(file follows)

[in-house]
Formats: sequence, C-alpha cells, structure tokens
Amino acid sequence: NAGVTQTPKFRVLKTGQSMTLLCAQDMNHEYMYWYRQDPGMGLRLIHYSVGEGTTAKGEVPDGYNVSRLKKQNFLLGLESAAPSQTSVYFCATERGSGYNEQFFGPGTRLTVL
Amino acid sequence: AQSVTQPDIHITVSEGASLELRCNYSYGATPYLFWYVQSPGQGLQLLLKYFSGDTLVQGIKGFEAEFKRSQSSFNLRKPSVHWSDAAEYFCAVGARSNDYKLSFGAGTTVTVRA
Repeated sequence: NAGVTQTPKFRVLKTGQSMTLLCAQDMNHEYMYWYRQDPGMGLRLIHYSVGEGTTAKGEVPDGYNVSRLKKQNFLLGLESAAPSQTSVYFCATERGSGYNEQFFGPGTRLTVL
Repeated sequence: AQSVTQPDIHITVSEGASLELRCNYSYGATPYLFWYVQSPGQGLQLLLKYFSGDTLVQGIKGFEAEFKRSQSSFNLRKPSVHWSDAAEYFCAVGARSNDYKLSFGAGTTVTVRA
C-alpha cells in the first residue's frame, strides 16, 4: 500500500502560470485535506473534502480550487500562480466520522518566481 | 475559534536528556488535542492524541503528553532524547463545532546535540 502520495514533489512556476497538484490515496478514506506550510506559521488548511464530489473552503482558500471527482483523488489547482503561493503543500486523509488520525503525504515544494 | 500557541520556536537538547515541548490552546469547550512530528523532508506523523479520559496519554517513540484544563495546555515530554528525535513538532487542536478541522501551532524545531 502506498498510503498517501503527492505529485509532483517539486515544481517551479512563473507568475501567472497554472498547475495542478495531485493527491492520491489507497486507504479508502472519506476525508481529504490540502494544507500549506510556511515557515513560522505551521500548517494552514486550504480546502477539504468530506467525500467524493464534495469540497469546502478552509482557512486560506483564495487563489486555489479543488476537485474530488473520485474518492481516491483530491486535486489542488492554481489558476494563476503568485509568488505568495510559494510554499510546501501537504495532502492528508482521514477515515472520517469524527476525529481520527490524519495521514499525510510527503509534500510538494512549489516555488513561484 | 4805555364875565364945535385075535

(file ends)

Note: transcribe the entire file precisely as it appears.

[in-house]
Formats: sequence, C-alpha cells, structure tokens
Amino acid sequence: NAGVTQTPKFRVLKTGQSMTLLCAQDMNHEYMYWYRQDPGMGLRLIHYSVGEGTTAKGEVPDGYNVSRLKKQNFLLGLESAAPSQTSVYFCATERGSGYNEQFFGPGTRLTVL
Amino acid sequence: AQSVTQPDIHITVSEGASLELRCNYSYGATPYLFWYVQSPGQGLQLLLKYFSGDTLVQGIKGFEAEFKRSQSSFNLRKPSVHWSDAAEYFCAVGARSNDYKLSFGAGTTVTVRA
Repeated sequence: NAGVTQTPKFRVLKTGQSMTLLCAQDMNHEYMYWYRQDPGMGLRLIHYSVGEGTTAKGEVPDGYNVSRLKKQNFLLGLESAAPSQTSVYFCATERGSGYNEQFFGPGTRLTVL
Repeated sequence: AQSVTQPDIHITVSEGASLELRCNYSYGATPYLFWYVQSPGQGLQLLLKYFSGDTLVQGIKGFEAEFKRSQSSFNLRKPSVHWSDAAEYFCAVGARSNDYKLSFGAGTTVTVRA
C-alpha cells in the first residue's frame, strides 16, 4: 500500500502560470485535506473534502480550487500562480466520522518566481 | 475559534536528556488535542492524541503528553532524547463545532546535540 502520495514533489512556476497538484490515496478514506506550510506559521488548511464530489473552503482558500471527482483523488489547482503561493503543500486523509488520525503525504515544494 | 500557541520556536537538547515541548490552546469547550512530528523532508506523523479520559496519554517513540484544563495546555515530554528525535513538532487542536478541522501551532524545531 502506498498510503498517501503527492505529485509532483517539486515544481517551479512563473507568475501567472497554472498547475495542478495531485493527491492520491489507497486507504479508502472519506476525508481529504490540502494544507500549506510556511515557515513560522505551521500548517494552514486550504480546502477539504468530506467525500467524493464534495469540497469546502478552509482557512486560506483564495487563489486555489479543488476537485474530488473520485474518492481516491483530491486535486489542488492554481489558476494563476503568485509568488505568495510559494510554499510546501501537504495532502492528508482521514477515515472520517469524527476525529481520527490524519495521514499525510510527503509534500510538494512549489516555488513561484 | 4805555364875565364945535385075535